"It has to be one of those games where we play mistake-free," said Willingham. "And we've got to get some help from them, they've got to do some things that are uncharacteristic of them. But we need to execute at our best. If we do that, the game usually takes care of itself. So we need to execute and have fun."

And the Trojans, fresh from laying all their wares out on the field of play this past Saturday for DVD posterity, certainly have enough in the tank to blank the Dawgs just like they did last year in their house. Right? Carroll is taking nothing to chance.

"It's always difficult with Pac-10 games and we've had struggles with Pac-10 games already, and we anticipate more of the same," he said. "If we get in any other kind of mindset, we're going to miss the boat. It's about performing. We have to go into every game like it's the most important game in the world."

Carroll can certainly look at Willingham and the situation he's found himself in and empathize. He's been there. When he took over the USC program back in 2001, he was 2-and-5 after having lost to those pesky Golden Domers. In that span the Trojans lost last-second games on the road to both Oregon and Washington. His team was working hard and playing hard, but they weren't getting the payoff for their efforts.

"At the time we were playing lousy, but we were nose-to-nose with two highly regarded schools in the conference," said Carroll about that first year. "I was mad that we were that close and lost. The week after that, when we played Arizona, we won that game and felt that we had made a turn. I talked about it in the locker room that we didn't have to lose anymore. We may get beat, but we didn't have to lose anymore because we didn't know how to finish. And we've been on a pretty good track since then."

Sound familiar? It does to Willingham, who went through the same growing pains at Stanford. "You have to play the game like you love it, like you enjoy it," he said. "And what I tell our team is usually the guys that love playing the game, the game is usually good to you. It kind of rewards you for that attitude, that approach and how you go about playing and working at it. And it's much easier to say it and do that when you are having success. It's hard when the game is beating you against the head, to feel real good about what you're doing."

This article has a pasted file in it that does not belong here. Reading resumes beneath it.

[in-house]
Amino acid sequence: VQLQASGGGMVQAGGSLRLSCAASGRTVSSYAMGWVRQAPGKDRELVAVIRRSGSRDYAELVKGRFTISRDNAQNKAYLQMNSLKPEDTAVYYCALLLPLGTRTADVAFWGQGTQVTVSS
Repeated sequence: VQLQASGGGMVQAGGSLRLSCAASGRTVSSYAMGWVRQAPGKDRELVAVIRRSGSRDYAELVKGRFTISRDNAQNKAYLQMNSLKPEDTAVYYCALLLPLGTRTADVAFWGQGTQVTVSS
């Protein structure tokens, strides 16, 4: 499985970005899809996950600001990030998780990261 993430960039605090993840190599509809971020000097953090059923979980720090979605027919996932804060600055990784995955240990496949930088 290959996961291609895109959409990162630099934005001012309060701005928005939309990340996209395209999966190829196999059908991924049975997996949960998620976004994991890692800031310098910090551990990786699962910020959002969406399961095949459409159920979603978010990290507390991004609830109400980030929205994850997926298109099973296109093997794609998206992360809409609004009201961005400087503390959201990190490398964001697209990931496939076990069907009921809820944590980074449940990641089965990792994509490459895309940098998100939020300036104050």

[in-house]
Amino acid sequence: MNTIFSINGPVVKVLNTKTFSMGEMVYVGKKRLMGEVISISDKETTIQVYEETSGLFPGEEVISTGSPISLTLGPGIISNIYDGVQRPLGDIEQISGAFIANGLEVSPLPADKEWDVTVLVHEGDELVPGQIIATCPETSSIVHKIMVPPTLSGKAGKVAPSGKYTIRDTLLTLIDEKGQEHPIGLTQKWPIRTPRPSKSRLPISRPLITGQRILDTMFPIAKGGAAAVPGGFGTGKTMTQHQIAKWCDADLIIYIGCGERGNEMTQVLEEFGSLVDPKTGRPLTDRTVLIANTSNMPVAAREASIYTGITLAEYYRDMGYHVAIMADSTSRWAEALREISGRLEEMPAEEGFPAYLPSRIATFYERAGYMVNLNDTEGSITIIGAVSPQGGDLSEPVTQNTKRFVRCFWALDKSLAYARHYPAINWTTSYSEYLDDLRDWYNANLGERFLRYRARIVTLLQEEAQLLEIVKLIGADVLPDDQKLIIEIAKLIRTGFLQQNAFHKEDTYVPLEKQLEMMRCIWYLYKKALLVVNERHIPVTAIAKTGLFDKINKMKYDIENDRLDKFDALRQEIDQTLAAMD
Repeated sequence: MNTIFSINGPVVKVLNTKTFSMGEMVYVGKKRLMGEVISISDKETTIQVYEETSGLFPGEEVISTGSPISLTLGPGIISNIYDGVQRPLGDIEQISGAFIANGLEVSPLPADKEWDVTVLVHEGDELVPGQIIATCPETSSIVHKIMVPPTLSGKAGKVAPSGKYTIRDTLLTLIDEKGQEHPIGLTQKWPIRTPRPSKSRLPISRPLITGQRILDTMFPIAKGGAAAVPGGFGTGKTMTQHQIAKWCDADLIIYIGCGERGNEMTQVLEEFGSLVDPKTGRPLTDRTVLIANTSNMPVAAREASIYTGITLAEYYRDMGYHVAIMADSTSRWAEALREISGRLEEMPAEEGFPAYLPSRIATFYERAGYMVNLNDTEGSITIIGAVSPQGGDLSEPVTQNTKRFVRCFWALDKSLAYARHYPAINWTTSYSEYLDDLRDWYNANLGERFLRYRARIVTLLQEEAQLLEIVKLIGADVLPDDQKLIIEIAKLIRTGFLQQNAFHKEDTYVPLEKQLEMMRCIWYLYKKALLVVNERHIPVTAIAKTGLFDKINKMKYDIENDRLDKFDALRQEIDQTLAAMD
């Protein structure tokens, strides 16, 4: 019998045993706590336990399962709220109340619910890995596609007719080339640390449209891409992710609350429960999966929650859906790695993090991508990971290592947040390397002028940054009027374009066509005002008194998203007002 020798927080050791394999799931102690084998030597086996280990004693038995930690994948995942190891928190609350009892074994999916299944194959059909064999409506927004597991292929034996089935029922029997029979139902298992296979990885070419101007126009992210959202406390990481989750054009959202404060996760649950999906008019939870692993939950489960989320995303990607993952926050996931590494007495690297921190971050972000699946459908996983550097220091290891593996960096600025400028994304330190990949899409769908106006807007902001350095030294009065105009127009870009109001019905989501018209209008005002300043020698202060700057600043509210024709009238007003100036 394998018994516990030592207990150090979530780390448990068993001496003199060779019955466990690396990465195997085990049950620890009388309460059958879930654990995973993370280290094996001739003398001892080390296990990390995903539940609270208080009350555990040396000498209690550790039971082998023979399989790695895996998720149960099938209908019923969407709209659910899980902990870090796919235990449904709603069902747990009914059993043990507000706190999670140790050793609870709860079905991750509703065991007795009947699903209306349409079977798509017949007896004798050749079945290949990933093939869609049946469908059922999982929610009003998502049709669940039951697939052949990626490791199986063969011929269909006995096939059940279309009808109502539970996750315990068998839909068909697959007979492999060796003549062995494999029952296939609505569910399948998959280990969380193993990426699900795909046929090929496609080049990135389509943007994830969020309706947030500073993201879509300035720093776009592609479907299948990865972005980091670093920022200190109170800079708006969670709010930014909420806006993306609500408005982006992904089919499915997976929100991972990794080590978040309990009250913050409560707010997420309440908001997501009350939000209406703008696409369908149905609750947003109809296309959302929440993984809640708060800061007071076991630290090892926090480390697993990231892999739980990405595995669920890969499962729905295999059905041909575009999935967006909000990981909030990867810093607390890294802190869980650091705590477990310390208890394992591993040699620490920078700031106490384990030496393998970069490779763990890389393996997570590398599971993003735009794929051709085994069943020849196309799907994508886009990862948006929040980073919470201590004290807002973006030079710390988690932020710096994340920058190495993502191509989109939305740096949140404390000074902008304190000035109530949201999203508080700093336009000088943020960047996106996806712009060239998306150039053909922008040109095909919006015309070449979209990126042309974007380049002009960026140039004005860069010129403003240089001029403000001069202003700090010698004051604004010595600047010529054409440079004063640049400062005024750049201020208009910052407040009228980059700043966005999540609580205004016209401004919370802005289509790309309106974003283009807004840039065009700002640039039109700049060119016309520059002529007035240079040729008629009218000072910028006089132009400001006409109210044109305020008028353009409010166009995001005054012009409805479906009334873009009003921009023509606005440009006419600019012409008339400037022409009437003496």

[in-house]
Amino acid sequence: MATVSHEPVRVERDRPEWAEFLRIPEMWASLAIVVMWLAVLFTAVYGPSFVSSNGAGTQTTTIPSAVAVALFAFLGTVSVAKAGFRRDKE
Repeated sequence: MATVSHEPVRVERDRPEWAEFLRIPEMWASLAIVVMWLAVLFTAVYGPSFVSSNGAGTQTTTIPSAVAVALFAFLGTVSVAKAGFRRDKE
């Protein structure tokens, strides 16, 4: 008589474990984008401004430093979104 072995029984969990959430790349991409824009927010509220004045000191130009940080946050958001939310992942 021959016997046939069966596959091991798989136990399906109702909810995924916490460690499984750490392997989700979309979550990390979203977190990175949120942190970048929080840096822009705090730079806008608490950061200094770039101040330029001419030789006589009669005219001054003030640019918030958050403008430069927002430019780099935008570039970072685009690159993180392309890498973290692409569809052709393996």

Which just adds to the miraculous connotation a win over USC would provide those in Hollywood already clammoring for 'USC-ND, Part Two'.

The only question that remains is not which USC team shows up, but which Washington team - the team that played their guts out against UCLA or the one that spilled their guts out against Oregon.

Injury Update: Nothing definitive on the injuries sustained against the Ducks, other than CB Josh Okoebor, who was taken off the official two-deeps for a hamstring injury sustained in Eugene. Tackle Joe Toledo is closer to playing, according to Willingham. "I think he (Toledo) is getting a lot closer, and should be in a little better position to play this week." He also said that recently-moved OL Jordan White-Frisbee had a 'setback' in regards to the foot injury that is currently causing him to sit out a redshirt year, but added that it won't keep him from doing the things he has already been doing to get himself ready for next spring. "Hopefully this will be a good thing because now he's gotten all of this out of the way," said Willingham.

Anger versus disappointment: Willingham said he sensed 'disappointment' in his team after the loss to the Ducks, and not anger. Does he have an opinion as to the mood he'd like his team to be in come game-time against the Trojans? "I'd prefer whatever gets us to where Coach Carroll is," he quipped.

Baby steps: Willingham searched for positives in regards to his team's play this past weekend. "One thing that we have been working on is trying to find a way to score points in the 4th quarter," he said. "That's something we haven't been able to do all year. So against this football team, to be able to do that - it's another one of those positive steps."

Two-pointer?: When UW scored their last touchdown against the Ducks, a two-point conversion would have cut the Dawgs' deficit to two scores (16 points). Did Willingham give it some thought? "I did, but I didn't think it there was an advantage to do it at that point. There are different ways to look at it."

No time change for ASU: The Arizona State game will stay at 3:30 and will not be picked up by television. Top Stories